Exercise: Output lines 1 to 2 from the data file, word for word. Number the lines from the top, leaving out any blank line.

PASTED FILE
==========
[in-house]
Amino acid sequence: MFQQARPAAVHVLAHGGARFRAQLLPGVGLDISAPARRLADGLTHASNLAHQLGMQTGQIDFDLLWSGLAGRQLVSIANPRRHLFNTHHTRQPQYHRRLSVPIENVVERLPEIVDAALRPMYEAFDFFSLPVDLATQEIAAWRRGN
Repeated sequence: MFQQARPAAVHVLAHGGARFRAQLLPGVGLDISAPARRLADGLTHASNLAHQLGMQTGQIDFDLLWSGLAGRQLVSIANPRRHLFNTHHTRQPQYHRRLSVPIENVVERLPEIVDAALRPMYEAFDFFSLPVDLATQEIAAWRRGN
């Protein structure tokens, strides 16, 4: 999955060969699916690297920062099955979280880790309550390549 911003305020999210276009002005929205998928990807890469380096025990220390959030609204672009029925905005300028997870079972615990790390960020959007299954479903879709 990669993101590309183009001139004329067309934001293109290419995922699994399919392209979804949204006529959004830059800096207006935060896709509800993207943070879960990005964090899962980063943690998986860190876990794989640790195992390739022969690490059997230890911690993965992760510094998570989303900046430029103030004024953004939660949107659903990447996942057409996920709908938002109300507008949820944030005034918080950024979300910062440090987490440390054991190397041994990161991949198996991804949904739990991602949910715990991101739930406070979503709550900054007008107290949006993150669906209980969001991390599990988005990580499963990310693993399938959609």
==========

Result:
[in-house]
Amino acid sequence: MFQQARPAAVHVLAHGGARFRAQLLPGVGLDISAPARRLADGLTHASNLAHQLGMQTGQIDFDLLWSGLAGRQLVSIANPRRHLFNTHHTRQPQYHRRLSVPIENVVERLPEIVDAALRPMYEAFDFFSLPVDLATQEIAAWRRGN